posted on Mar, 17 2008 @ 12:40 AM
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Originally posted by chromatico
reply to post by gottago
 


Yeah but would you like to put up a similar chart showing real income?


Could you possibly do that since you brought it up? I wouldn't mind a little backgorund on it as well.



posted on Mar, 17 2008 @ 12:55 AM
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Here is a link to a real-time update on world financial markets.

finance.yahoo.com...

Japanese market is already down over 3%.

The Yen is now at 96.80 vs the Dollar. The most recent high was reached in June '07 for 124.12 yen per dollar. Looking at the monthly Yen charts since June '07 there was only 2 months that finished higher than they opened and it wasn't by a large margin.

The carry trade sell-off has now pushed yen below the previous two lows in Jan '05 and Dec '99. The next support level is at 79.75 which was the low in April '95. We could see a break below that support before all this is over.

Edit: Spelling + Date

[edit on 17-3-2008 by OmniVersal]



posted on Mar, 17 2008 @ 01:27 AM
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The 'Interest Rate Statement' comes out on Wednesday.

Also coming out this week...

PPI m/m -- expected to be 0.3% from 1.0% previous
Core PPI m/m -- expected to be 0.2% from 0.4% previous
Unemployment Claims -- expected to be 360K from 353K previous

With the rash of negative U.S. economic data lately these numbers, as many before, may be lower than expected which usually results in further eroding of the dollar on the world market.

The best thing to do at this point is let the current interest rate and discount rate stand come Wednesday. Allow some time for the prior cuts to work themselves through the market, which experts say usually takes a couple months. Keep the discount rate steady while increasing the interest rate going into the third quarter. That will keep the liquidity going and may help to ease offshore concerns about 'reserve dollars'. Consumer spending is not going to go up anytime soon given the gains in the commodity markets, so keep your offshore shell game going until some balance is restored.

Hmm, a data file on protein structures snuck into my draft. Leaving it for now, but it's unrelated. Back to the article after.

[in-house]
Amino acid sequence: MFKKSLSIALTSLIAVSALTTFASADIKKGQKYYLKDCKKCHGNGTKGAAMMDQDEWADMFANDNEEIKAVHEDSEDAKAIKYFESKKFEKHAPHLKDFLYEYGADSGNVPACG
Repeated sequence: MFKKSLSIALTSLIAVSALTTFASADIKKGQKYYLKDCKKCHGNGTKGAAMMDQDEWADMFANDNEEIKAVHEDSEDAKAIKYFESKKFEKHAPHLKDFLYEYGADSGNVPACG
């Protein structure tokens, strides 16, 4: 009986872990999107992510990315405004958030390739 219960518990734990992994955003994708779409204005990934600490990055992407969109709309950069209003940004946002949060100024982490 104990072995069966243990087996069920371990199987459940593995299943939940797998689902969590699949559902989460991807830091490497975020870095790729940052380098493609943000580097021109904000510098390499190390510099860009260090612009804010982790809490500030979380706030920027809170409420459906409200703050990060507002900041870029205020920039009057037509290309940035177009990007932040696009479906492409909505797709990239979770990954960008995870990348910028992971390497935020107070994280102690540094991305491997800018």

That is, of course, if the purpose was to stave off a deeper recession than we are currently in. If the purpose is hyper-stagflation-depression then we are on the right road.



posted on Mar, 17 2008 @ 02:44 AM
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reply to post by Divinorumus
 


What you do is hold onto any stocks that you currently have, and try to save as much money as you can. When the market crashes, run in and grab up as many shares of whatever stock suits you, and sit on them for the duration of the recovery. By the time it's all over, you'll be a billionaire.

That's how TPTB came into their money in '29 anyway.

TheBorg



posted on Mar, 17 2008 @ 02:49 AM
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reply to post by TheBorg
 



And thats exactly what I'm planning on. Well that and Cobra ruling the world, but its a first step.
I wonder how much stock I will be able to buy with Gold and Silver?

Anyone familiar with the Hamiltonians and the bonds that made them wealthy after the Revolution? They bought so called worthless certificates with a little silver and gold, which bloomed into massive wealth when things returned to normal.

[edit on 17/3/08 by MikeboydUS]



posted on Mar, 17 2008 @ 02:53 AM
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reply to post by TheBorg
 


If the economy crashes your going to want to have as much money and try to have no stocks. The whole country will feel this crash if it happens, so chances will be that a lot of companies will become bankrupt because of the debts they are in. So avoid stocks!

Another problem is that people are seeing a boom in China so they are taking their stocks out and investing in China. What do they think will happen their companies? They will slowly plummet to their bankruptcy. The best advice is store up trading goods such as gold, silver, tobacco, alcohol, and etc.

If you want to have a certain amount of cash make sure it has good currency (euro, pounds, etc.)

[edit on 17-3-2008 by Equinox99]



posted on Mar, 17 2008 @ 03:00 AM
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reply to post by Equinox99
 


Yes sell your worthless bonds and stock for a little gold and silver. During and right after the Revolution speculators paid 1/10 of various bonds price in silver and gold, when the economy recovered they were the new Aristocracy and everyone else was left with less than they had to begin with.